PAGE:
Quick Metro CSS Toolkit

I thought it would be fun to make a Metro — sorry, WINDOWS 8 MODERN STYLE — user interface in HTML+CSS.


It’s just a rough thing. Inaccurate but unmistakable. Take a look at the source (press Ctrl+U on the page), I think it’s nice to work with. There is no support for icons on tiles yet, but it should be easy to add if you want to. Press F11 to go fullscreen for Metro immersion.

Tell me if this is of use to you! :)


Specialised services and the ambient workspace

Screenshot of a Windows Live Space

Somebody’s Windows Live Space (not mine)

Abstract: I think that our contemporary web services are doing fewer things, and doing them better, and our platforms are consolidating more information, more usefully.

The rise of the central service

Years ago I had a Windows Live Space. This was a weird blogging service slash Myspace clone, and an all-round fumbled gambit into the hastily developing world of social networking, by the ever-lovable Microsoft. Thing is, not all of my friends were on Windows Live, despite it being their first choice for email and chatting. This bugged me. Some kids had LJ, some had Xanga, and the lion’s share were on Myspace, of course. I thought, “I don’t want to sign up for all these different things and manage a million accounts, there should be some way that they can all be consolidated.”

Or, more accurately, “Everyone should decide to use the service I’m using.”

Then there was Facebook. It had photos that were taggable and statuses and chat and these new app things and games and best of all, everyone you knew was on it, something that happened practically overnight.

The fall of the central service

Now I’m going to make the bold claim that this utopian vision of togetherness is backwards, and that we are abandoning it without realising. Facebook has the world’s largest collection of photogtraphs, but more and more of the photos posted in timelines are coming from other services such as Instagram. Facebook has recently tweaked interface prompts to increase engagement, and — anecdotally — I have seen a lot of friends joining and engaging with twitter, and hearing that they log into Facebook but don’t create as much content as before. That’s interesting, and that’s bad for Facebook.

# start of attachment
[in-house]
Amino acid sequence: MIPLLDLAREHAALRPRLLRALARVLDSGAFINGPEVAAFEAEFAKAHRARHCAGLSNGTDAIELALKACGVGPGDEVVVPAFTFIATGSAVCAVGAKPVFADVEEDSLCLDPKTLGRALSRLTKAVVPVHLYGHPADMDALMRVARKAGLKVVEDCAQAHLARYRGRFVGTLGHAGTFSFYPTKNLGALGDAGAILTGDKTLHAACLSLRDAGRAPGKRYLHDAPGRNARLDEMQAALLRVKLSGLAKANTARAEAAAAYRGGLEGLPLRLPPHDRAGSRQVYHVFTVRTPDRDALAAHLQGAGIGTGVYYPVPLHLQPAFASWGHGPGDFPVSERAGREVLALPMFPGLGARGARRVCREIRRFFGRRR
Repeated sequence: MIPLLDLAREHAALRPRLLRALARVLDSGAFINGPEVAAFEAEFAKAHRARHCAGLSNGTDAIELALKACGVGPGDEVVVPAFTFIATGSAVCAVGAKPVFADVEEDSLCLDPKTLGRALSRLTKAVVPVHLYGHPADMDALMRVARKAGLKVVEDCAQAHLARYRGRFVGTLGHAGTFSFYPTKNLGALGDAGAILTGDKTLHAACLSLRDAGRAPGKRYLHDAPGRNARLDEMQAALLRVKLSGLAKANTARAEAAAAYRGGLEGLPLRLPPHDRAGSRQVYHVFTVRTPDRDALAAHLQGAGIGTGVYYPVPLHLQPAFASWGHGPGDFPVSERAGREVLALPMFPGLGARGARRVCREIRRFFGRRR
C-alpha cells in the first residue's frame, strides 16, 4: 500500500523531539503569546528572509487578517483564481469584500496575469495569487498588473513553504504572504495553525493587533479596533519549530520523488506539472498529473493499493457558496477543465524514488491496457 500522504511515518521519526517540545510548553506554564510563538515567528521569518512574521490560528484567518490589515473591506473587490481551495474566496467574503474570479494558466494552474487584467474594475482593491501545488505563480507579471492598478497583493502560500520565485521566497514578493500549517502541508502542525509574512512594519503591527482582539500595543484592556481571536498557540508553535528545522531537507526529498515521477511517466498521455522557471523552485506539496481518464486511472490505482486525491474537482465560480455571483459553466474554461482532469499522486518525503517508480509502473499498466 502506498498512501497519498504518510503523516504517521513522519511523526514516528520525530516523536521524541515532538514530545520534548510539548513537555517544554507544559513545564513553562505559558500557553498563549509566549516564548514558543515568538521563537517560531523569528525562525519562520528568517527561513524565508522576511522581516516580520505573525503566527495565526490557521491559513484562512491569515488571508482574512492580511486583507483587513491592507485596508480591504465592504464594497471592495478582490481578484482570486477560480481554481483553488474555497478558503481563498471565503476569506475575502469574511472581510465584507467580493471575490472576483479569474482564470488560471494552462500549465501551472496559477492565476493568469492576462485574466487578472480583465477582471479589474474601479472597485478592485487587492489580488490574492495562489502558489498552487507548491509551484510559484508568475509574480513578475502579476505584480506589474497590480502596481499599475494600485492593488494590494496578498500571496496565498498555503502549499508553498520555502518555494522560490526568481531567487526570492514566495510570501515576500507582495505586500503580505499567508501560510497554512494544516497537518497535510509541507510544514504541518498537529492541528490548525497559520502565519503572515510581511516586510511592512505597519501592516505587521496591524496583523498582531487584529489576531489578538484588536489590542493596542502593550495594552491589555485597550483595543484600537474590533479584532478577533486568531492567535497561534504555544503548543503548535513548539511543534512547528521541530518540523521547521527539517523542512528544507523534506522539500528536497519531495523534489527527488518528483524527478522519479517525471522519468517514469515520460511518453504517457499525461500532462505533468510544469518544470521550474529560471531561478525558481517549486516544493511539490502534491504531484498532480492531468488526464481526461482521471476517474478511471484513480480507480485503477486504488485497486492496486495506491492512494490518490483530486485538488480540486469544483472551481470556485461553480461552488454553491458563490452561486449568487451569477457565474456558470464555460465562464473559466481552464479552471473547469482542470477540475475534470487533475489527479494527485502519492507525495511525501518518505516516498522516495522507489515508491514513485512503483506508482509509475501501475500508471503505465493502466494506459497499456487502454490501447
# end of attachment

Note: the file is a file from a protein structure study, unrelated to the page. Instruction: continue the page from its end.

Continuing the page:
I’d posit two reasons for this:

  1. Specialised services are better at what they do (see Unix Principle)
  2. The devices we’re running these things on are getting better at giving us information ambiently.

Ambient workspaces

Let’s leave point 1 for the moment, and look at point 2, because I made a graphic. Click to enlarge.

Diagram showing traditional dekstop versus ambient workspace

Even if we’re not all using KDE or Windows 8 (yet), maybe you have a sidebar application for Twitter. Maybe eBay integrates into your mobile phone’s messaging system so you can see new bids alongside your SMSs and emails at a glance.

I strongly believe that this is a paradigm we are working towards, because the fewer clicks or keypresses you need to get to your subject of interest, the better. Why should we waste screen estate on wallpaper and icons, when the icon itself tell you what you need to know?

I’ve overlooked and glazed over a lot of points, but start a discussion in the comments if the fancy takes you.

Slabs dot TV

Slabs.tv logo

Slabs.tv logo: The square is a slab, and it's tilted because we're tilted.

My friend Ben and I had been musing on making a comedy site for a while; videos are to Ben what code and… sonnets… are to myself. So, naturally, I was conscripted into hours of unpaid web design and admin duties, and we have emerged — I, scalded from working over a hot DNS — with Slabs.tv.